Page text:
Turkish President Recep Tayyip Erdogan and German Chancellor Angela Merkel held a phone conversation on Tuesday, according to Turkey's Communications Directorate.

The two leaders discussed latest developments in Libya and Syria, said a directorate statement.

On Jan. 12, Libya’s conflicting parties announced a truce in response to a joint call by the Turkish and Russian leaders. However, talks for a permanent cease-fire ended without an agreement after eastern-based warlord Khalifa Haftar left Moscow without signing the deal.

A week later, Haftar accepted terms in Berlin to designate members to a UN-proposed military commission with five members from each side to monitor the implementation of the cease-fire.

Since the ouster of late ruler Muammar Gaddafi in 2011, two seats of power have emerged in Libya: one in eastern Libya supported mainly by Egypt and the United Arab Emirates and another in Tripoli, which enjoys UN and international recognition.

Syria has been locked in a vicious civil war since early 2011, when the regime cracked down on pro-democracy protests with unexpected ferocity.

Since then, hundreds of thousands of people have been killed and more than 10 million others displaced, according to UN officials.

UK, Italy in agreement on political solution in Libya

The U.K. and Italy remained in agreement on finding a political solution to the conflict in Libya.

British Prime Minister Boris Johnson and his Italian counterpart Giuseppe Conte met in London at the launch of COP26 -- UN climate change summit, which is due in Glasgow in November.

“On regional issues, the leaders raised the situation in Iran and the conflict in Libya,” a government statement said following the meeting.

“The Prime Minister emphasised the importance of upholding the commitments made at the Berlin Conference to end the violence and support UN-led talks to find a political solution to the conflict,” it added.

The two leaders also “welcomed the broad bilateral relationship between the U.K. and Italy and agreed to continue to strengthen our alliance in a number of areas including trade, investment and security.”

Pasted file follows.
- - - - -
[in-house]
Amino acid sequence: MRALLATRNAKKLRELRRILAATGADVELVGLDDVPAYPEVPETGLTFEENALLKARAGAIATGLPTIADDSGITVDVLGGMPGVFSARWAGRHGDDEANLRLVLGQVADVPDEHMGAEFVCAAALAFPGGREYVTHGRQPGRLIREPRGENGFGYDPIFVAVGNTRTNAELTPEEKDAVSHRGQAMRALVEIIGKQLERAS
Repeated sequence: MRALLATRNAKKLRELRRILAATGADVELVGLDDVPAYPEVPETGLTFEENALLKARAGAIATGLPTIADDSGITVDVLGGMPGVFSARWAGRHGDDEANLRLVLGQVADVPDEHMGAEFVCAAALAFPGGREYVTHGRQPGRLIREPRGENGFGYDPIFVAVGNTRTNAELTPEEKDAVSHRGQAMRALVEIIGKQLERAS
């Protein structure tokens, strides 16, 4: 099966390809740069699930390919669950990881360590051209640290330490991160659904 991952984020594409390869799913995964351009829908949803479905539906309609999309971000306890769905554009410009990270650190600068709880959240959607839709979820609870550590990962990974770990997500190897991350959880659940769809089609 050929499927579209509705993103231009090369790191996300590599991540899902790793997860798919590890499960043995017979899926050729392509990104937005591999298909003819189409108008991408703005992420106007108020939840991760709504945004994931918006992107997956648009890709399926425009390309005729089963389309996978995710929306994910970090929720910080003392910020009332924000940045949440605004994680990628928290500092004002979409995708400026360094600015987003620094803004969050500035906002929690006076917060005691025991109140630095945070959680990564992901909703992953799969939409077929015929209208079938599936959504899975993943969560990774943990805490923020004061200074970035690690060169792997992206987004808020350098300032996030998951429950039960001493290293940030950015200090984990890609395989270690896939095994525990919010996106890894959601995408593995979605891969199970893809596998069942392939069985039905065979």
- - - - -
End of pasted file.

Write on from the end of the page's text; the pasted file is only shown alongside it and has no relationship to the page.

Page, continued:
A joint military commission representing Libya’s UN-recognized government and eastern Libyan forces will meet in Geneva for a second day to help turn the current truce into a "full-fledged ceasefire," said the UN’s Libya envoy Tuesday.

On Jan. 12, Libya’s conflicting parties announced a truce in response to a joint call by the Turkish and Russian leaders. However, talks for a permanent cease-fire ended without an agreement after eastern-based warlord Khalifa Haftar left Moscow without signing the deal.

Haftar agreed at the Berlin conference last month to designate members to the UN-proposed military commission with five members from each side to monitor implementation of the cease-fire.

All parties at the Berlin conference had asked Libya's Prime Minister Fayez al Sarraj and Haftar, who were in Berlin but not at the conference, "to extend the truce in order for us to give a chance for diplomacy."

The Jan. 21 Berlin agreement commits the signatories not to interfere in Libya's civil war, to support a cease-fire, to honor a widely broken UN arms embargo, and to support a UN-facilitated political process, UN’s Libya envoy Ghassan Salame said at the time of the agreement.